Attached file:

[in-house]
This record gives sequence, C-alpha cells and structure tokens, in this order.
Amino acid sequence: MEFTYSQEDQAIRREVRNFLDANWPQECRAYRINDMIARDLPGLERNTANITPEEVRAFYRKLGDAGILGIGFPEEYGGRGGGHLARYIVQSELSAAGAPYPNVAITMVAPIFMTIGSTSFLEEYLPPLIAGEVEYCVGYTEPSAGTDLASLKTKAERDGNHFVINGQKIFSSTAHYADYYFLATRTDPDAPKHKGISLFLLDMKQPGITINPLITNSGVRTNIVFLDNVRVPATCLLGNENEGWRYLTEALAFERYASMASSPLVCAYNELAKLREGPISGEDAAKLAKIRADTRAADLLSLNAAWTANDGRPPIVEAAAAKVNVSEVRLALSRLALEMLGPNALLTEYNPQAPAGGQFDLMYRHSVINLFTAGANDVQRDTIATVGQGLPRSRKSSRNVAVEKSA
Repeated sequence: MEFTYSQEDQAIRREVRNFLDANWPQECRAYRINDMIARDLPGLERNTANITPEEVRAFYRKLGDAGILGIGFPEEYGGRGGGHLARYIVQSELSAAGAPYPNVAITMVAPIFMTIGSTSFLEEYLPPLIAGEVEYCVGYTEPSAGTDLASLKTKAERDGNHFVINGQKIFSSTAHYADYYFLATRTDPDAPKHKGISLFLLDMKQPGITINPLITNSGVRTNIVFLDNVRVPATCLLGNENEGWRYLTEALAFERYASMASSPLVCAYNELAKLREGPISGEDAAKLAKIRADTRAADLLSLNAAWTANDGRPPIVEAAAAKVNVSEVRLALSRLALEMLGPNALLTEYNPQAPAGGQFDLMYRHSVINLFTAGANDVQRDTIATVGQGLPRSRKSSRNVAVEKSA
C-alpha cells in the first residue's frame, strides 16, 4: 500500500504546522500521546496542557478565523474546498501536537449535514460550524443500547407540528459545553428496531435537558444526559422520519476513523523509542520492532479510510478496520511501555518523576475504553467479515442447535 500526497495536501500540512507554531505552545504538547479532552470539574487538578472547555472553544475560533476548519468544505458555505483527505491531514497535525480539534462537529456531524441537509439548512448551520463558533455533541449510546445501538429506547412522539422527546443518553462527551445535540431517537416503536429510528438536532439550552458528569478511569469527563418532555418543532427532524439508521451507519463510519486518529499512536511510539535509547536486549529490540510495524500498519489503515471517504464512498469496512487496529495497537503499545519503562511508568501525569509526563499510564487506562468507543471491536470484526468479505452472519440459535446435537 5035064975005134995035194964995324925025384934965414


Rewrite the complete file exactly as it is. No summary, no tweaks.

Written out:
[in-house]
This record gives sequence, C-alpha cells and structure tokens, in this order.
Amino acid sequence: MEFTYSQEDQAIRREVRNFLDANWPQECRAYRINDMIARDLPGLERNTANITPEEVRAFYRKLGDAGILGIGFPEEYGGRGGGHLARYIVQSELSAAGAPYPNVAITMVAPIFMTIGSTSFLEEYLPPLIAGEVEYCVGYTEPSAGTDLASLKTKAERDGNHFVINGQKIFSSTAHYADYYFLATRTDPDAPKHKGISLFLLDMKQPGITINPLITNSGVRTNIVFLDNVRVPATCLLGNENEGWRYLTEALAFERYASMASSPLVCAYNELAKLREGPISGEDAAKLAKIRADTRAADLLSLNAAWTANDGRPPIVEAAAAKVNVSEVRLALSRLALEMLGPNALLTEYNPQAPAGGQFDLMYRHSVINLFTAGANDVQRDTIATVGQGLPRSRKSSRNVAVEKSA
Repeated sequence: MEFTYSQEDQAIRREVRNFLDANWPQECRAYRINDMIARDLPGLERNTANITPEEVRAFYRKLGDAGILGIGFPEEYGGRGGGHLARYIVQSELSAAGAPYPNVAITMVAPIFMTIGSTSFLEEYLPPLIAGEVEYCVGYTEPSAGTDLASLKTKAERDGNHFVINGQKIFSSTAHYADYYFLATRTDPDAPKHKGISLFLLDMKQPGITINPLITNSGVRTNIVFLDNVRVPATCLLGNENEGWRYLTEALAFERYASMASSPLVCAYNELAKLREGPISGEDAAKLAKIRADTRAADLLSLNAAWTANDGRPPIVEAAAAKVNVSEVRLALSRLALEMLGPNALLTEYNPQAPAGGQFDLMYRHSVINLFTAGANDVQRDTIATVGQGLPRSRKSSRNVAVEKSA
C-alpha cells in the first residue's frame, strides 16, 4: 500500500504546522500521546496542557478565523474546498501536537449535514460550524443500547407540528459545553428496531435537558444526559422520519476513523523509542520492532479510510478496520511501555518523576475504553467479515442447535 500526497495536501500540512507554531505552545504538547479532552470539574487538578472547555472553544475560533476548519468544505458555505483527505491531514497535525480539534462537529456531524441537509439548512448551520463558533455533541449510546445501538429506547412522539422527546443518553462527551445535540431517537416503536429510528438536532439550552458528569478511569469527563418532555418543532427532524439508521451507519463510519486518529499512536511510539535509547536486549529490540510495524500498519489503515471517504464512498469496512487496529495497537503499545519503562511508568501525569509526563499510564487506562468507543471491536470484526468479505452472519440459535446435537 5035064975005134995035194964995324925025384934965414